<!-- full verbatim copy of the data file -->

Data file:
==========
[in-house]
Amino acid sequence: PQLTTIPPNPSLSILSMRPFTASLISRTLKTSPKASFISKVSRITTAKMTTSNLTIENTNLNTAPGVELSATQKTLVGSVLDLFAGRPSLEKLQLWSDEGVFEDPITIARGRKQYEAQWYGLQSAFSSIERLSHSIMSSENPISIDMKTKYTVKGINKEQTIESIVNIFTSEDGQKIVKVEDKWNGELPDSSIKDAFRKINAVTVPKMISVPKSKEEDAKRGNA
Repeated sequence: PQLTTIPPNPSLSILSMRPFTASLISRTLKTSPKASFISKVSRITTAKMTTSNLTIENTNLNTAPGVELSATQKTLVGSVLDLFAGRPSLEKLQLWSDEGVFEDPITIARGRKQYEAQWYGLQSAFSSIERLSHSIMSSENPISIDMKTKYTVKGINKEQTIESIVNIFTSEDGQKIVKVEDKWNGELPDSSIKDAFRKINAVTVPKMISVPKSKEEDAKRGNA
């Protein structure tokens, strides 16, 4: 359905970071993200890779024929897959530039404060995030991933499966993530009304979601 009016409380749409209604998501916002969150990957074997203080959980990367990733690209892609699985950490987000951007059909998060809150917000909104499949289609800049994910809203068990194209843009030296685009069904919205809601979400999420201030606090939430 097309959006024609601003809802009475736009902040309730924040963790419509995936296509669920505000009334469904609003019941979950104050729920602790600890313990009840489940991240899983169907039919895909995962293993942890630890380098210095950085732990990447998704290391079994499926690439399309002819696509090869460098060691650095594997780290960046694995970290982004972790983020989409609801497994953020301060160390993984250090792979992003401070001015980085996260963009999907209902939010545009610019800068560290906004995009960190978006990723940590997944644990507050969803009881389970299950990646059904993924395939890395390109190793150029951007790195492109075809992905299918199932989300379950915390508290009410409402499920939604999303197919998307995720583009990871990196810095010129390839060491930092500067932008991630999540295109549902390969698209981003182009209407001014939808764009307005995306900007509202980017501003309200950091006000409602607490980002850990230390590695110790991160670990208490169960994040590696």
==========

[in-house]
Amino acid sequence: PQLTTIPPNPSLSILSMRPFTASLISRTLKTSPKASFISKVSRITTAKMTTSNLTIENTNLNTAPGVELSATQKTLVGSVLDLFAGRPSLEKLQLWSDEGVFEDPITIARGRKQYEAQWYGLQSAFSSIERLSHSIMSSENPISIDMKTKYTVKGINKEQTIESIVNIFTSEDGQKIVKVEDKWNGELPDSSIKDAFRKINAVTVPKMISVPKSKEEDAKRGNA
Repeated sequence: PQLTTIPPNPSLSILSMRPFTASLISRTLKTSPKASFISKVSRITTAKMTTSNLTIENTNLNTAPGVELSATQKTLVGSVLDLFAGRPSLEKLQLWSDEGVFEDPITIARGRKQYEAQWYGLQSAFSSIERLSHSIMSSENPISIDMKTKYTVKGINKEQTIESIVNIFTSEDGQKIVKVEDKWNGELPDSSIKDAFRKINAVTVPKMISVPKSKEEDAKRGNA
């Protein structure tokens, strides 16, 4: 359905970071993200890779024929897959530039404060995030991933499966993530009304979601 009016409380749409209604998501916002969150990957074997203080959980990367990733690209892609699985950490987000951007059909998060809150917000909104499949289609800049994910809203068990194209843009030296685009069904919205809601979400999420201030606090939430 097309959006024609601003809802009475736009902040309730924040963790419509995936296509669920505000009334469904609003019941979950104050729920602790600890313990009840489940991240899983169907039919895909995962293993942890630890380098210095950085732990990447998704290391079994499926690439399309002819696509090869460098060691650095594997780290960046694995970290982004972790983020989409609801497994953020301060160390993984250090792979992003401070001015980085996260963009999907209902939010545009610019800068560290906004995009960190978006990723940590997944644990507050969803009881389970299950990646059904993924395939890395390109190793150029951007790195492109075809992905299918199932989300379950915390508290009410409402499920939604999303197919998307995720583009990871990196810095010129390839060491930092500067932008991630999540295109549902390969698209981003182009209407001014939808764009307005995306900007509202980017501003309200950091006000409602607490980002850990230390590695110790991160670990208490169960994040590696």